The Urgency Of Background Screening
When consumers use the services of any business or organization, they expect people who work for those brands to be thoroughly background screened. Comprehensive background checks show employers if a candidate has a sexual, violent or another serious criminal record that makes them ineligible for hire. Running them is an essential part of the due diligence process.
The team at Backgrounds Online can help customize background screening packages that are ideal for any position. Contact us Monday through Friday from 5am to 6pm for expert assistance.
February 11, 2020Organizations in Waterloo with 15 or more employees may not inquire about an applicant’s criminal history until they extend a conditional job offer.Backgrounds Online | February 11, 2020
Organizations in Waterloo with 15 or more employees may not inquire about an applicant’s criminal history until they extend a conditional job offer.
Waterloo’s Ban The Box Ordinance
The City of Waterloo, Iowa passed a Ban the Box law for organizations with 15 or more employees. It prohibits covered employers from:
· Including questions about criminal records on job applications.
· Asking job seekers if they have convictions, arrests or pending charges during the initial application process.
· Taking adverse actions based exclusively on a candidate’s record of arrest or a pending charge.
· Taking adverse actions based on criminal records that have been expunged.
Waterloo employers are encouraged to run comprehensive criminal background checks, but only after extending conditional job offers. If the results show an applicant has violent offenses or other convictions that make them ineligible for a position, the employer should then take an adverse action.
Employers in Waterloo may deny employment based on the results of a background check. The Ordinance states that an employer must have a legitimate business reason. These include:
· Situations in which the offense has a “direct and substantial bearing on the fitness or ability to perform the duties or responsibilities of the intended employment” when the employer considers the following factors:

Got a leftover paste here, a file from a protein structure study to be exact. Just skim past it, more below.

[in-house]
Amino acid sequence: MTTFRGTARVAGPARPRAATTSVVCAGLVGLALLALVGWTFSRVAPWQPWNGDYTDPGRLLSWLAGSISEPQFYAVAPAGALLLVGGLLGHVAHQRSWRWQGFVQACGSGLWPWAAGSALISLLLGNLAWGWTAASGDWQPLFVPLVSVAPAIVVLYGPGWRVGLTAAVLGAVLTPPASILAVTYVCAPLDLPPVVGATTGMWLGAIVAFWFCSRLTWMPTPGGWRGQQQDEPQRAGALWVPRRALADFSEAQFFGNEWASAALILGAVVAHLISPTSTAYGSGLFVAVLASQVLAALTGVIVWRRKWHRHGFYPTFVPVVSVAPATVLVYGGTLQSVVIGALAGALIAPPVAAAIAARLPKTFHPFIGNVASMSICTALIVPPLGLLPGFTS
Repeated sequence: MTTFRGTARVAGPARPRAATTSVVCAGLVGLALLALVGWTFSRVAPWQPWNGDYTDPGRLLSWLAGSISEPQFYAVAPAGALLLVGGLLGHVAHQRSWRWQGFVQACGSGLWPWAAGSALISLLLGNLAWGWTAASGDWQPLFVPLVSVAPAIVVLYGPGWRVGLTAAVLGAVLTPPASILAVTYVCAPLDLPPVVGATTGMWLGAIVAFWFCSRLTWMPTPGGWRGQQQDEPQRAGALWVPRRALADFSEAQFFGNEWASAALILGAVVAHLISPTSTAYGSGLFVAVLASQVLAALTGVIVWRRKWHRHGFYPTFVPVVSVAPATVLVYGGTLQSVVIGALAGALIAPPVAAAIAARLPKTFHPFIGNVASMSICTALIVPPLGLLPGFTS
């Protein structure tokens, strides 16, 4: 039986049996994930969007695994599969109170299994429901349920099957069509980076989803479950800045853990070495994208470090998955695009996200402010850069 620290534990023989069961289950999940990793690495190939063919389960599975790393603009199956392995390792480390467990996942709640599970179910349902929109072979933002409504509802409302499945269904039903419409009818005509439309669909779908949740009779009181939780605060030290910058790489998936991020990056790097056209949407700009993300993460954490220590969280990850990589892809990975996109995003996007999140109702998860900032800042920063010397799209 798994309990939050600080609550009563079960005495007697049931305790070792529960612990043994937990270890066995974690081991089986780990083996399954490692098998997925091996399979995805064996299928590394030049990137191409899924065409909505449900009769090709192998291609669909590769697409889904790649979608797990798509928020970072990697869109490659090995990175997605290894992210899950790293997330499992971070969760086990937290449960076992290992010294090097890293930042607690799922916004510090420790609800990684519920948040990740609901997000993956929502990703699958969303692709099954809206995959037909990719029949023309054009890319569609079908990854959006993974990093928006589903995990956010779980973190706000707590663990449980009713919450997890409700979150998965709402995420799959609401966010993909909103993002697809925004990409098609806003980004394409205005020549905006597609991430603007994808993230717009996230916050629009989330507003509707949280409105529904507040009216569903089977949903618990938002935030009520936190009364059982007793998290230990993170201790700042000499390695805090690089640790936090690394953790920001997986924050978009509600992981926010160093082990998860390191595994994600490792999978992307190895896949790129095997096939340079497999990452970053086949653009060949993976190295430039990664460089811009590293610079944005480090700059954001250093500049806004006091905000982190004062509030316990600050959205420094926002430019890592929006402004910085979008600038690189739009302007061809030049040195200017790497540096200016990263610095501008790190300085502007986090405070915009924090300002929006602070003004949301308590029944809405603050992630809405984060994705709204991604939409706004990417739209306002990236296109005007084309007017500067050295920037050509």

- The location where work will be performed.
- The seriousness of an offense.
- Whether employment creates an opportunity for the individual to commit a similar offense.
- How much time has passed since the conviction.
- The number and types of convictions or pending charges.
· If hiring the person creates an unreasonable risk to property or the safety of employees, customers or the public.
· If the position involves working with vulnerable populations such as children, disabled adults or people who were victimized by various types of crime.
What Waterloo Employers Should Know
This Ban the Box Ordinance goes into effect on July 1, 2020. Once active, employers in Waterloo Iowa must be in compliance. Failure to follow these laws could result in lawsuits and other repercussions.
Nationwide Second Chance MovementThe Waterloo Ordinance is one of many Second Chance laws. Employers throughout the nation are being asked to consider applicants based on their merit and qualifications before running background checks. Millions of Americans have criminal records, but most of them would not warrant an adverse action such as denial of employment.
The Second Chance Movement intends to help people with minor and outdated convictions find employment. “Ban the Box” laws like the one in Waterloo are created to help residents rejoin society and avoid recidivism. They are also intended to help employers by giving them access to a larger pool of qualified job seekers.
Stay Compliant With Ban The Box Laws
It is the responsibility of every employer to comply with federal, state and local laws that cover the hiring and background screening process. Backgrounds Online encourages employers to maintain written hiring policies that include Ban the Box and other relevant laws. Have legal counsel sign off on your documentation before sharing it with everyone involved in the hiring process.
When you’re ready to run background checks, please contact us. Our team is highly experienced and able to help you build custom screening packages that comply with laws where you operate. We are available Monday through Friday from 5am to 6pm PT.